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Getting Started

RFP Samples and Templates: Kick Starting Your RFP Process
While many organizations may have a well-defined Request for Proposal (RFP) process in place, there are whole series of steps that happen in an organization prior to reaching a decision to issue an RFP. Typically, it all starts with a re-occurring need or "pain" felt by a group of individuals within an organization in the way they work, or in many cases, they way their competitors gain a competitive edge by employing the right technology to out maneuver competing suppliers. It's natural for companies to find ways to "lighten the load" and to increase their market position. The fact is the multi-billion dollar enterprise software industry is built on this premise and has built many empires of its own by peddling a more efficient and affordable way to build widgets.

Once the "business pain" is confirmed by the organization, usually an individual or a team of stakeholders are tasked with the job to find a prescription to the diagnosed problem. Although at this point an organization can be miles away from the RFP process, an evaluation is initiated with an informal research of the available options in the marketplace. So where does it begin? For most people, it starts with Google. The internet is the simplest and quickest way to begin your search for your silver bullet. The challenge with most enterprise issues is that their level of complexity tends to be high and they can be potentially sending buyers on a wild goose chase. Many organizations are looking for technology to solve multi-layered business problems that need to appease diverse stakeholders. Consequently, the evaluation team needs to be focused in their research by asking the right questions to the right suppliers to meet their unique needs.

With this in mind, the most effective software evaluation and selection begins with getting your hands on the most relevant information a soon as possible. One of the best places to start is to explore what others in your position have done in the past. Reviewing sample RFP documents and templates used in the past can help you organize your approach, communications strategy, and decision making process when speaking to the software vendor community.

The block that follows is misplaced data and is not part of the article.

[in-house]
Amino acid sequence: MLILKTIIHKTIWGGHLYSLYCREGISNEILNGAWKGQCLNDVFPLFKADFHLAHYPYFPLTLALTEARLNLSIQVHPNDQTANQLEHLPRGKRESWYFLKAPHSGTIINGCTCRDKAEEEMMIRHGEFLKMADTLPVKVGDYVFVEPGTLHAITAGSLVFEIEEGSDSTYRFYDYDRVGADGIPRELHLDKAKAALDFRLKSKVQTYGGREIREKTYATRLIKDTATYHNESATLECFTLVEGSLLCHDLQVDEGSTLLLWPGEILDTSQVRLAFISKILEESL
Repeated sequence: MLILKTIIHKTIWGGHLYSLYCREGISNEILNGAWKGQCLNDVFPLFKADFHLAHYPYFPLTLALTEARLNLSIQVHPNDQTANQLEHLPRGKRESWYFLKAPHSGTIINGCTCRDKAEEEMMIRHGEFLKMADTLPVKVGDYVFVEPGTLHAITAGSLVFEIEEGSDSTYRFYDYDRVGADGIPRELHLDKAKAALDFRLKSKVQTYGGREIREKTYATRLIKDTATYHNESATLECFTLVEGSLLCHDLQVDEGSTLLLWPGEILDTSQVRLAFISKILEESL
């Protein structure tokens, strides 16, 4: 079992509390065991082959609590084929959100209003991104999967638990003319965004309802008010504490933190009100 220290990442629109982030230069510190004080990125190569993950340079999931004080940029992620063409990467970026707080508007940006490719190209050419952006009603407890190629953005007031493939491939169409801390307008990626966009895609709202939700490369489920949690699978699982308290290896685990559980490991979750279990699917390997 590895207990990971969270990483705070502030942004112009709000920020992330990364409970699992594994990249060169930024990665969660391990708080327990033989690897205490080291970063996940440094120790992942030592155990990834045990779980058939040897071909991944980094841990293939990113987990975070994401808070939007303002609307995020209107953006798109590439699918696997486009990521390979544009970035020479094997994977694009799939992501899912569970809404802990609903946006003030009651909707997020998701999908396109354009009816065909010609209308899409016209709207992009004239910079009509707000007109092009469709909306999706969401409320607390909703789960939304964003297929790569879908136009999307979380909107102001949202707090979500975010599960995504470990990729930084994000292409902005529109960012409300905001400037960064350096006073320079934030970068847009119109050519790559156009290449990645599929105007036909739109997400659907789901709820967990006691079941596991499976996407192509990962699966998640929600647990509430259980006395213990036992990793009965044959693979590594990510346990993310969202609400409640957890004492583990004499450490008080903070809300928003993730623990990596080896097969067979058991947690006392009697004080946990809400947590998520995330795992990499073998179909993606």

RFP Sample Documents: Leveraging Past Successes to Build a Solid Software Evaluation Strategy

Request for Proposal (RFP) sample documents include a whole host of communication material to effectively relay your message to the vendor community. Like most industries, the enterprise software space has its own language in communicating its value propostion to you (the prospective customer). Although software companies seek to speak the language of the customers they serve, there often can be a disconnect between a buyers requirements and a vendors interpretation of the proposed requirements. Reviewing RFP samples utilized in a similar scenario are an excellent source in building the right communication strategy in presenting your proposed problem(s) to the vendor community. Some of the RFP Sample documents used by organizations to effectively communicate include:

  • RFI Format Documents
  • RFP Format Documents
  • RFQ Format Documents
  • Letters of intent
  • Cover letters
  • No-bid letters
  • Rejection letters
  • Protest letters
  • Letters to decline a proposal
  • Contract award letters

It should be noted, that RFP sample documents are an excellent blueprint on "how" to communicate to prospective suppliers, but will not necessarily address "what" (the industry specific requirements) needs to be communicated to the vendor community.

RFP Templates: What you Need to Ask a Software Vendor to Avoid a Wild Goose Chase
Although it is true that RFP samples can be a great starting point to build a communication strategy, without detailing the actual requirements that need to be addressed in a clear and concise language understood by suppliers that effort can be futile. If RFP samples can help build your blueprint to kick start your RFP Process, RFP templates can serve as the architect guiding the evaluation project at hand. Many RFP templates are built on years of experience employed in many evaluation projects and have been refined to effectively communicate your requirements as well as include other elements that your organization may have not considered.

The reality is, the enterprise software world markets complex products solving complex problems. With this complexity come thousands of line items to consider ranging from business requirements and technology challenges to market viability and product limitations. Building an RFP template is a lengthy process that requires immense amount of research.

Before Starting the RFP Process Do Your Research
The RFP Process should not be taken lightly. It needs to be an integral part of your software evaluation and selection project. Whether you decide to implement your RFP strategy on your own or build a strategy based on best practices found in the many RFP sample documents and templates available it is essential to be thorough. It is critical to do your research before and build a solid communication strategy to effectively speak to the complex enterprise software world and ensure that all the right questions and elements are part of your process. After all, the right decision depends on it.